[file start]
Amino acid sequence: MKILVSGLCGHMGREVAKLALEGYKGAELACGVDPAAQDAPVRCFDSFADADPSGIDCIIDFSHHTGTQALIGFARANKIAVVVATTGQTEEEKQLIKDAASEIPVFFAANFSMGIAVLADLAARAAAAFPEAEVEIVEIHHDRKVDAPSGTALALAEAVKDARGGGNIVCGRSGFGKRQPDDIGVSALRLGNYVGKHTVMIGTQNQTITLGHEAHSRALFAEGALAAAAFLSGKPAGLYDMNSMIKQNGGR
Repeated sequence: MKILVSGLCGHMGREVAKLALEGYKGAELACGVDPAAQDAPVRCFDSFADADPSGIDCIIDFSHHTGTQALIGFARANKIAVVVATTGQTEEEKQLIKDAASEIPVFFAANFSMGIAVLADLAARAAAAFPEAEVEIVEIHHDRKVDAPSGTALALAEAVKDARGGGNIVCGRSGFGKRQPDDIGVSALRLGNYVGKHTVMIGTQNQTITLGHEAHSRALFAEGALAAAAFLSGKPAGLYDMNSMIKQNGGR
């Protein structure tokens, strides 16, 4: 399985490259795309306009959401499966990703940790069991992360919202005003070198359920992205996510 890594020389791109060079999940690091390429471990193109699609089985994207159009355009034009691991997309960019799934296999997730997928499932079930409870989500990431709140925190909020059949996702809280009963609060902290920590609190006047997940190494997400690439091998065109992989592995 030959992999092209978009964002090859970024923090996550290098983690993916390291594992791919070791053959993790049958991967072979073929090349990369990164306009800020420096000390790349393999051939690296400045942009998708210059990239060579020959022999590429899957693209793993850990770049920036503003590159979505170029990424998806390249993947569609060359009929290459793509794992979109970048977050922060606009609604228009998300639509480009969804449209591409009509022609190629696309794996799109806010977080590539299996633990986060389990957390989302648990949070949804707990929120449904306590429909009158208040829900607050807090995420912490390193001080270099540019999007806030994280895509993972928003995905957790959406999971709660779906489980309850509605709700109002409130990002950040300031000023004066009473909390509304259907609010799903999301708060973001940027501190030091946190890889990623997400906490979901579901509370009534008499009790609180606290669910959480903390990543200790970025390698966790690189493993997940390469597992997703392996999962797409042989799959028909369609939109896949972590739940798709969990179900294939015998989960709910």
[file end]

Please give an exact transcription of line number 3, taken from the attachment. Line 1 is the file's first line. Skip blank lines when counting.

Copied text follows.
């Protein structure tokens, strides 16, 4: 399985490259795309306009959401499966990703940790069991992360919202005003070198359920992205996510 890594020389791109060079999940690091390429471990193109699609089985994207159009355009034009691991997309960019799934296999997730997928499932079930409870989500990431709140925190909020059949996702809280009963609060902290920590609190006047997940190494997400690439091998065109992989592995 030959992999092209978009964002090859970024923090996550290098983690993916390291594992791919070791053959993790049958991967072979073929090349990369990164306009800020420096000390790349393999051939690296400045942009998708210059990239060579020959022999590429899957693209793993850990770049920036503003590159979505170029990424998806390249993947569609060359009929290459793509794992979109970048977050922060606009609604228009998300639509480009969804449209591409009509022609190629696309794996799109806010977080590539299996633990986060389990957390989302648990949070949804707990929120449904306590429909009158208040829900607050807090995420912490390193001080270099540019999007806030994280895509993972928003995905957790959406999971709660779906489980309850509605709700109002409130990002950040300031000023004066009473909390509304259907609010799903999301708060973001940027501190030091946190890889990623997400906490979901579901509370009534008499009790609180606290669910959480903390990543200790970025390698966790690189493993997940390469597992997703392996999962797409042989799959028909369609939109896949972590739940798709969990179900294939015998989960709910």